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Which Console Did You Buy/Receive Over The Holidays?

Xbox One X
Nintendo Switch
PlayStation 4

Game Profile
GENRE: Racing
PLAYERS:   1-16
August 30, 2005
MotoGP 09-10

MotoGP 09-10

MotoGP 08

MotoGP 08

MotoGP 08

More in this Series
 Written by Troy Matsumiya  on May 03, 2005

Final Glimpse: Get ready for some more hot crotch-rocket love.

Climax's MotoGP series has quickly earned a reputation as the motorcycle racing simulator of choice amongst hardcore racers. This is both good and bad: good because if you can satisfy your toughest critics, then you're obviously doing something right; bad because making it too hardcore will put it out of reach for the average gamer. Such was the case for MotoGP 2, whose ultra realistic bike physics generated glowing acclaim by purists and teeth gnashing frustration by casual gamers.

Climax recognizes that MotoGP 2 may have been too extreme and so is trying to make the latest sequel a bit more accessible. Purists will no doubt be worried that the game will be ?dumbed down? into a cheesy arcade racer, but fear not ? the game is even faster than before, and the devotion to realistic bike physics and racing will remain intact. Climax is not so foolish as to change the fundamental core of the game, which would destroy what makes it so unique and attractive in the first place. Instead, they have tweaked the controls to make them more user friendly, and added two new game modes to help widen the series' appeal ? in fact, one of the new game modes is even designed to help turn the casual gamer into a more serious fan.

Average gamers typically found the previous edition way too difficult with an extremely steep learning curve; Climax believes that this is mainly due to the fact that most gamers don't know how to race motorcycles properly. Unlike car racing, where you basically only have to worry about the gas, brake and steering, motorcycle racing requires knowing when to lean and transfer body weight, differentiating when to use the front or rear brake, and hitting the line through a corner (which is much different than in car racing). To help correct this, Climax has added the helpful new Training Mode which will teach gamers the basics and nuances of two-wheel racing, along with learning how to handle the chillingly realistic bike physics.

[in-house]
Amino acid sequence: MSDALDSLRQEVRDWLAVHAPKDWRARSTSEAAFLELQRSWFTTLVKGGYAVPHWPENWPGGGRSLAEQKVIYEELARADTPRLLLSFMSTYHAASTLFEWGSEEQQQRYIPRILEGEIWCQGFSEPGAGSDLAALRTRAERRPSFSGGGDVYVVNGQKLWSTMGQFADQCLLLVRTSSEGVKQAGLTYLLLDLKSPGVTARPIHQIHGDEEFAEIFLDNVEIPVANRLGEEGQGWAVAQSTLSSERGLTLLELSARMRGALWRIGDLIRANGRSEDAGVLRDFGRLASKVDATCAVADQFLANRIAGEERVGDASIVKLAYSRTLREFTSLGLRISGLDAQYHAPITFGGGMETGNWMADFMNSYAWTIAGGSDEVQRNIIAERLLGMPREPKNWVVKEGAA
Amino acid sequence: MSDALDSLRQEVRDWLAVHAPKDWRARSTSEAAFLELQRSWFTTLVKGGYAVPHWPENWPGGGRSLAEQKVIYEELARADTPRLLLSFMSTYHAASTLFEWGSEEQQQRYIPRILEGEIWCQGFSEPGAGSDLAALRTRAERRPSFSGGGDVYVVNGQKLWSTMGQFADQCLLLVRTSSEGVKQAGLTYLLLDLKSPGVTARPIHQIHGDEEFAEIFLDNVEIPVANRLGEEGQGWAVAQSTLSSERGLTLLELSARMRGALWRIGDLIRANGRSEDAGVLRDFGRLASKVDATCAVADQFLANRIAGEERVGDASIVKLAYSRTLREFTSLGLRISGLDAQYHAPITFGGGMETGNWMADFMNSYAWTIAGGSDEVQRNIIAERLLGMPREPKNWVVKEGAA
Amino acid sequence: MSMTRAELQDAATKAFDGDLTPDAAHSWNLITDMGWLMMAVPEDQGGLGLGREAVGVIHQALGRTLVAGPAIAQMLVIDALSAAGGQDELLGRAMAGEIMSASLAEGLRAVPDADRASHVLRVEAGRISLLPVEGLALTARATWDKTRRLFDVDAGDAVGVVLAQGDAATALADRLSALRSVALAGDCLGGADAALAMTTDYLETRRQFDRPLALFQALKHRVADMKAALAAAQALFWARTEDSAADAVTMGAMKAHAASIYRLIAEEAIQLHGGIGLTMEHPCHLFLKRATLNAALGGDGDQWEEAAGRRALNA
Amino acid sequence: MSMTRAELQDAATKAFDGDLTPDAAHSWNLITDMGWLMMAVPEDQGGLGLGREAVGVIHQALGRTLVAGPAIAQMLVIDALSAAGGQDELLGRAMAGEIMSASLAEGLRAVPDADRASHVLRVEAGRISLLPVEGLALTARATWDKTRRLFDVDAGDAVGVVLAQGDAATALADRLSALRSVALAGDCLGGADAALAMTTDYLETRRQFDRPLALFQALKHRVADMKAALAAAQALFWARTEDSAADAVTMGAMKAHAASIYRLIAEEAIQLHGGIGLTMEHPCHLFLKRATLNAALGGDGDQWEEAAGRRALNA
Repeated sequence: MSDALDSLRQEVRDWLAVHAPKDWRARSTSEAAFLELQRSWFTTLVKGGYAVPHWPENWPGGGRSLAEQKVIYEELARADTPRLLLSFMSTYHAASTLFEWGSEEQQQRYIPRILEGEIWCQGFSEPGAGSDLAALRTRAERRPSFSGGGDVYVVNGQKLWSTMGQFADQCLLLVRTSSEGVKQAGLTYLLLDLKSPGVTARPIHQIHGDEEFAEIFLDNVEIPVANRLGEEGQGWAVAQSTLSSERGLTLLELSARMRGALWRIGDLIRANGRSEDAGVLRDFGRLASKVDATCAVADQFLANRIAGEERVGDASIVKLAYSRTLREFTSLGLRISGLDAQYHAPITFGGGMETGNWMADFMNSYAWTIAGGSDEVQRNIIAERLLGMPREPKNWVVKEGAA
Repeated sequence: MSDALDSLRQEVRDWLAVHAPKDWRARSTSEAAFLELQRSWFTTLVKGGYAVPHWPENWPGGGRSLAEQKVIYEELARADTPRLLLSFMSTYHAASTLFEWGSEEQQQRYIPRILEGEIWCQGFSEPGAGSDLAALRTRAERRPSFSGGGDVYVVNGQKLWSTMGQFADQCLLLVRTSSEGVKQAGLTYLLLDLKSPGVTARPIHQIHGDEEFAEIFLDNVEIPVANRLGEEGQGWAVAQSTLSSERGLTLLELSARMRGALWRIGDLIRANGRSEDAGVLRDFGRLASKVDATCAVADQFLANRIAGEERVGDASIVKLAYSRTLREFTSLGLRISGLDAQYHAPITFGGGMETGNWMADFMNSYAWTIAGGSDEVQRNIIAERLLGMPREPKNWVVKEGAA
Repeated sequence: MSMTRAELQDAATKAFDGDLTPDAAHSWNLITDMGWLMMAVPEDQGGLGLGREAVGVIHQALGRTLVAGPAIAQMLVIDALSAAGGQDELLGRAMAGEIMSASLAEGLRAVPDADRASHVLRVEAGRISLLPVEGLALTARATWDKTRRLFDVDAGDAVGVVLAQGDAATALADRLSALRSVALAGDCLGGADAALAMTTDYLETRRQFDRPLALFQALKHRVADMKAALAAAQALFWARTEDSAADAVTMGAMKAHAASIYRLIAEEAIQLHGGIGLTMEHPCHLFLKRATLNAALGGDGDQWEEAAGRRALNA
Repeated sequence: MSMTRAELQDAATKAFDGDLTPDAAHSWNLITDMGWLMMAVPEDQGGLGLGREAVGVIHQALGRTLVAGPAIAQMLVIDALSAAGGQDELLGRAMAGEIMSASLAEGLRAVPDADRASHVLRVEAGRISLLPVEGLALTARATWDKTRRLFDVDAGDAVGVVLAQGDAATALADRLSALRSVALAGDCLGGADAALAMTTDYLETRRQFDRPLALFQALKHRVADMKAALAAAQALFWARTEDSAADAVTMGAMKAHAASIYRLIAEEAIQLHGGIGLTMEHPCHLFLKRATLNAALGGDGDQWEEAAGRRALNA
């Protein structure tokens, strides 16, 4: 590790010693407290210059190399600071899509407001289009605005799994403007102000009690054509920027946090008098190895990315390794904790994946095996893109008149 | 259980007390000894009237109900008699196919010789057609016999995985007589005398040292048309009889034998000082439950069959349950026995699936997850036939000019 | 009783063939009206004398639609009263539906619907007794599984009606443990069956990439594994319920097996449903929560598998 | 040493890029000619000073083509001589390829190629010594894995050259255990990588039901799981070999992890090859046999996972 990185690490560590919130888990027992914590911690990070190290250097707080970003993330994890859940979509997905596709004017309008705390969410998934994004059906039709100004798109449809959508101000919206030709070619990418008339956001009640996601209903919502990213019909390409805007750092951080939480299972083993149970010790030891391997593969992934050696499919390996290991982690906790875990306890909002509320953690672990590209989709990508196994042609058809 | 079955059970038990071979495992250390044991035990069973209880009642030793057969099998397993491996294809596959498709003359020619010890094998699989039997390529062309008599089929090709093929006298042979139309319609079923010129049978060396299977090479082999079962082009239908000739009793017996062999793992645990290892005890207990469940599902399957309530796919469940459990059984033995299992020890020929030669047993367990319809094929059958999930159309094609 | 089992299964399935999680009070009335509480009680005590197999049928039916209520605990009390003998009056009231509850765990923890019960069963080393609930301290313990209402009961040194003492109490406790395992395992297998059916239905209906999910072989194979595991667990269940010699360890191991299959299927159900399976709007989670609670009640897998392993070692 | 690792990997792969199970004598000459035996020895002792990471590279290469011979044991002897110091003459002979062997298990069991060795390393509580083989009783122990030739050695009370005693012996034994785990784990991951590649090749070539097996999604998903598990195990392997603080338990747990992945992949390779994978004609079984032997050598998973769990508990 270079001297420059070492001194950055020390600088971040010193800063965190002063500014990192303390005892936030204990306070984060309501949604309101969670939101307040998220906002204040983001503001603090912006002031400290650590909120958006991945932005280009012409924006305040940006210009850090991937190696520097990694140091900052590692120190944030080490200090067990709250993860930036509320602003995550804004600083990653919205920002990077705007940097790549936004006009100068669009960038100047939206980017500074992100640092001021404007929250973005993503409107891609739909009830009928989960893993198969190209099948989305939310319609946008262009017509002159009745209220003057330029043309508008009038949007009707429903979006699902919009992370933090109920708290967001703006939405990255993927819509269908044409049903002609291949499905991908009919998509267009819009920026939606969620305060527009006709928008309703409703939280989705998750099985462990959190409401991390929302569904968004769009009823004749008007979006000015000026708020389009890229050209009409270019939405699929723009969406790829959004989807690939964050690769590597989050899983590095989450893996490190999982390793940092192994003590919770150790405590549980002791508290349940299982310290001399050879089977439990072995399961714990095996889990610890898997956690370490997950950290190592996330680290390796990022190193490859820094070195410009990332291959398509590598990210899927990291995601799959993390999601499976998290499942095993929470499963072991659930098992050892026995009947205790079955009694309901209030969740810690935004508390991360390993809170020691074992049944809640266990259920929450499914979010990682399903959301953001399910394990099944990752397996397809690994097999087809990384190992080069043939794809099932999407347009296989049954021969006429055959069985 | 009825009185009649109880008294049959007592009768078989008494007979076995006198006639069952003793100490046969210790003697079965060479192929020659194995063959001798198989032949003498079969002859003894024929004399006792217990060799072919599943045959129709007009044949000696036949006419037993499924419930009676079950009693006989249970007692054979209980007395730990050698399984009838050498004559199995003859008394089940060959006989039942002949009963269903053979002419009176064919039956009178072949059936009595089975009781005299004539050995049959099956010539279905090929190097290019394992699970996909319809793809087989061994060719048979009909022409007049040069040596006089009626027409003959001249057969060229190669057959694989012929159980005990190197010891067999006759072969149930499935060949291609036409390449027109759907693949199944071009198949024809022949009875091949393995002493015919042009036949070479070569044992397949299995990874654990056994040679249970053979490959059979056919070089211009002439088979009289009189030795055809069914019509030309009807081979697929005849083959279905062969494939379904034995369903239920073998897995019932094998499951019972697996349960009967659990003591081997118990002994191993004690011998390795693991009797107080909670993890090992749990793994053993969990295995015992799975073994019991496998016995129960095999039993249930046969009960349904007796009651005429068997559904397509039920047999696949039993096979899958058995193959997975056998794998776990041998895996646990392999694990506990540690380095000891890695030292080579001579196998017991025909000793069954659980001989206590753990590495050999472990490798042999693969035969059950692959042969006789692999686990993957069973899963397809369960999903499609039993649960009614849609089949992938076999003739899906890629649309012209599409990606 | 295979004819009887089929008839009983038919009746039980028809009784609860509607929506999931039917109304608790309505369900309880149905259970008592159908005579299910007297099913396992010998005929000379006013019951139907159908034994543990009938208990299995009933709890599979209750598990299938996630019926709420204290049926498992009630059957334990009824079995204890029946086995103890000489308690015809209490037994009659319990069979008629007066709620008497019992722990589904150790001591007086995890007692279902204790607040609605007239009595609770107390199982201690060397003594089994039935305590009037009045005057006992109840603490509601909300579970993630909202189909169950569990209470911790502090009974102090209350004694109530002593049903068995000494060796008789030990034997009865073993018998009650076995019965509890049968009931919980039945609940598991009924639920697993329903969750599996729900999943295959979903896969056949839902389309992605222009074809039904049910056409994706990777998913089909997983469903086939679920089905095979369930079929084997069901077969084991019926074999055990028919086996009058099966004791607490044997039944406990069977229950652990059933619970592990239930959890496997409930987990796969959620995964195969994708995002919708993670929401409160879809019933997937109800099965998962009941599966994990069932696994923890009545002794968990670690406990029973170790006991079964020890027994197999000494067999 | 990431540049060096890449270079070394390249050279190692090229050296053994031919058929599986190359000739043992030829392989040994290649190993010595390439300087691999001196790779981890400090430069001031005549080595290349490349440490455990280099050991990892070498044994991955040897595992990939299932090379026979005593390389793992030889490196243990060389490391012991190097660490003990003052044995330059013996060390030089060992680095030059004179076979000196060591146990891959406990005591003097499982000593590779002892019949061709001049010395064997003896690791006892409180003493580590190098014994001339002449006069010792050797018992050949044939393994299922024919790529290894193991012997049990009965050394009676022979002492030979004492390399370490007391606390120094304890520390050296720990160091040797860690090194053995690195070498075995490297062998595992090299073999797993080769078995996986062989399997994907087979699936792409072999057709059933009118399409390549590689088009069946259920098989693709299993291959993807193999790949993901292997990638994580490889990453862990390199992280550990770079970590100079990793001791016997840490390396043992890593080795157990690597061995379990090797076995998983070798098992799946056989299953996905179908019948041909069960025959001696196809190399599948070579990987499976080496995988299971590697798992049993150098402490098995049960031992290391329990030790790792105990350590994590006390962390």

In fact, realism seems not only to be a goal in this game, but a fundamental philosophy. The heart of the game, Grand Prix Mode, will recreate the entire 2004 MotoGP racing season and will include licensed riders, bikes and tracks that all appeared in the circuit last year; bikes will even line up in the three-across starting grid pattern that was introduced in 2004. You will have access to 16 real bikes and will race on 17 tracks, including Assen, Catalunya, Le Mans and Mugello (unfortunately, Laguna Seca is not included since that track officially debuts in the circuit in 2005). To top it all off, BBC sports commentator Suzi Perry will provide the play-by-play as you rocket along at ludicrously insane speeds with only air molecules between you and the road.

Normally, you will be racing against 19 AI opponents but if that sounds a little boring, you can always hop onto Xbox Live and compete with up to 15 other players online. All of your stats and seeding will apply to your career whether you race online or off, so you can race the entire Grand Prix season online if you want. Cool.

Naturally, the better you perform, the higher your seeding. Seeding is important because it helps match you with equally skilled players when you hop onto Xbox Live; this ensures you won't have to compete against some pasty-skinned hardcore fanatic who plays 12 hours a day and could leave you in the dust even before the race starts.